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In 1792, Francis Cox, a local farmer and dedicated Christian, built a chapel at his own expense for the purpose of divine worship. This he did in an isolated place called Waddesdon Hill, Buckinghamshire. Three years later, Henry Paice was ordained to the Gospel Ministry and became the first pastor. Within three years of the pastor’s induction, the congregation had grown to sixty-five members. According to a list in a Newspaper article attached to the Church Book, the people who attended the meetings had come from around thirty surrounding villages. In “Strict and Particular”, Kenneth Dix points out: “…as churches were formed and chapels built in their own localities, the need for these people to make a long journey to an isolated chapel in the country no longer existed.” The church dissolved in 1976 and the meeting house…

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These are notes of a sermon preached on Sunday 1 October 2017. They have not been proofread. This is the last part of a short series of sermons on the Bible compared to a plough. The subject of this sermon is the principle of the Gospel Law explained by the Apostle Paul.

A minister of the gospel should accommodate himself to the customs and conventions of those to whom he is sent. Even as an ambassador must be diplomatic in his relations with a foreign country, so the ambassador for Christ must with tactfulness and sensitivity preach the Word of God to sinners. As described by the Apostle Paul in 1 Corinthians 9:19-23, this was how he conducted his preaching ministry…

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“Then they that feared the Lord spake often one to another, and the Lord hearkened, and heard it, and a book of remembrance was written before Him for them that feared the Lord, and that thought upon His Name.”—Malachi 3:16

Neither Luther or Calvin held those shallow Pelagian views, now so common, of a gradual amelioration and Christianising of the world. Calvin writes, “It is a superstition to think that the world is improving in religion and morality. It is not improving but it is always going back.” Luther says, “I know that the world is becoming epicurean; that is to say, they will lose faith in God and immortality, and give themselves up to the pleasures of the things of this world, and then suddenly shall be heard the voice, ‘Behold, the Bridegroom cometh.’” These statements are Scriptural; we have no warrant to expect the conversion of the world, but in the words of James to the Church at Jerusalem, God visits the…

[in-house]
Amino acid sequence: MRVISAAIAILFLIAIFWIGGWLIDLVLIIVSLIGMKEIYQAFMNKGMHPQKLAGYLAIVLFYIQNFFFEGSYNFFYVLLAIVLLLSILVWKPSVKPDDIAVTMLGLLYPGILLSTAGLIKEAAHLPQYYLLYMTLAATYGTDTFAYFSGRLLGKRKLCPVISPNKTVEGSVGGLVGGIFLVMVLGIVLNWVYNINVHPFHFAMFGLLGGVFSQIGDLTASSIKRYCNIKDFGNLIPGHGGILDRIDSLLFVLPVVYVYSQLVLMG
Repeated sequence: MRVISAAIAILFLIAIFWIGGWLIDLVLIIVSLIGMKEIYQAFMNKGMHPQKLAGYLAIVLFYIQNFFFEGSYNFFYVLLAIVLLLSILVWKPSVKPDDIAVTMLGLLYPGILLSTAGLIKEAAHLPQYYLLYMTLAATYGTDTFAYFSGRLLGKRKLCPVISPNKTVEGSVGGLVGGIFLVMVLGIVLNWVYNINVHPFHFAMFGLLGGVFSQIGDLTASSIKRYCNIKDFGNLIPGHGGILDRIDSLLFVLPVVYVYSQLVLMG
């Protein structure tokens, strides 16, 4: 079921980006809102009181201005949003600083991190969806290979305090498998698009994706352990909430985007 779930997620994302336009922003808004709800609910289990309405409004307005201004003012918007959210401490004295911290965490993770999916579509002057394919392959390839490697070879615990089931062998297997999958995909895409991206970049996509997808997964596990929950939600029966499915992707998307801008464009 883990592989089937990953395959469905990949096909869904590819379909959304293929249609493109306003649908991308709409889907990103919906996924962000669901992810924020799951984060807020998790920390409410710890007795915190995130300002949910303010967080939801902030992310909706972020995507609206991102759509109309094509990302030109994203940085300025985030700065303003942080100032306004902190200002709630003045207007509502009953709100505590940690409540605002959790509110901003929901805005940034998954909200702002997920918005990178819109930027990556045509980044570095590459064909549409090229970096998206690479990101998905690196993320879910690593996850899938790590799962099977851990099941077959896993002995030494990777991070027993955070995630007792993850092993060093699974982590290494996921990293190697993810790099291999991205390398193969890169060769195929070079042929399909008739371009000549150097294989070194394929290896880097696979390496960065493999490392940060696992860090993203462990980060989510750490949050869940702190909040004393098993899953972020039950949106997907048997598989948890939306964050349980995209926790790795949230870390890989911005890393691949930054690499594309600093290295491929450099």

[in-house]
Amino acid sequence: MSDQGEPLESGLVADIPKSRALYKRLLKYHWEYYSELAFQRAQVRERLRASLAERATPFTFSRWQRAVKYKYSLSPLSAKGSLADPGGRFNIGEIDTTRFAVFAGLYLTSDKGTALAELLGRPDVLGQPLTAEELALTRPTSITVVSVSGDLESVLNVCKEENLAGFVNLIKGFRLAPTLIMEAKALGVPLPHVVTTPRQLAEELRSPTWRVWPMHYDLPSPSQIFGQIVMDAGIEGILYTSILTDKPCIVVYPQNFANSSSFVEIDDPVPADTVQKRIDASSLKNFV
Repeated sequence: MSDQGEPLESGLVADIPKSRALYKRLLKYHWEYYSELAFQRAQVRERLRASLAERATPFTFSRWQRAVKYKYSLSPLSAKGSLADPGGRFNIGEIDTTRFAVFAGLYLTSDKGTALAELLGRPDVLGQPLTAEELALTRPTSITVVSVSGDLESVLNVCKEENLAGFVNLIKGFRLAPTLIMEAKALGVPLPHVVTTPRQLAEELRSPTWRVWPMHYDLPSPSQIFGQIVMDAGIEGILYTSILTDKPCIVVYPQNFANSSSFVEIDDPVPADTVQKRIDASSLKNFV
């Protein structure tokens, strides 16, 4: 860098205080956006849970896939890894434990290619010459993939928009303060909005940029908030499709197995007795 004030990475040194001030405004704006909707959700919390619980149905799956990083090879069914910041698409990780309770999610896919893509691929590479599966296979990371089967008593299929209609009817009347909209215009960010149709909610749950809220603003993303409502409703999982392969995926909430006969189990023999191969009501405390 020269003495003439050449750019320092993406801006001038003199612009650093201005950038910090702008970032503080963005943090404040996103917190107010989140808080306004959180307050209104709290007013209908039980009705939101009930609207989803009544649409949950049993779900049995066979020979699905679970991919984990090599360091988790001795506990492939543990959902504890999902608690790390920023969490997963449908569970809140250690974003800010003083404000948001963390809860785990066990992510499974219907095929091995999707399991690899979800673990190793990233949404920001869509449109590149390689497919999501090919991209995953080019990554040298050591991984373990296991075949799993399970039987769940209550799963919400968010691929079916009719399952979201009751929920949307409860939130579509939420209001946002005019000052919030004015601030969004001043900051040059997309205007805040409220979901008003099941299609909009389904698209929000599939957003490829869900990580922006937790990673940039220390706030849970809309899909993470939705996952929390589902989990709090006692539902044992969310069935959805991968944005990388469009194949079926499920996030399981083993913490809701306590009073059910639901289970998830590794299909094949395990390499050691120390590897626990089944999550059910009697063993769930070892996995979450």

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First, at no time is a sinner duty-bound under both covenants simultaneously.

Second, so long as the sinner remains unregenerate, he/she is held accountable under the terms and promises of the Covenant of Works (not the Covenant of Grace).

Third, once the sinner has been born again, he/she is delivered/released from the Covenant of Works, being brought experientially under the terms and promises of the Covenant of Grace.

Fourth, the non-elect have absolutely no part in the Covenant of Grace—it is not their duty to believe savingly on Christ, nor is it the duty of the preacher to offer…

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Wade Burleson wrote an article entitled, “The Problem of Calling People Hyper-Calvinists”. Having attended the John 3:16 Conference in 2008, he described how Dr. David Allen, Professor of Preaching at Southwestern Theological Seminary, circulated a handout that listed a dozen names identified as “Hyper-Calvinists”. Following Dr. Allen in the pulpit, was Dr. Steve Lempke of New Orleans, who made the observation, “I am not sure that there is such a thing as a living hyper-calvinist. I find that those who call others hyper-calvinists have simply run into people more calvinistic than they are.”

Yet, there is a listing for “Hyper-Calvinism” in the New Dictionary of Theology. The definition is framed by Dr. Curt Daniel, who earned a doctorate studying “hyper” Calvinism…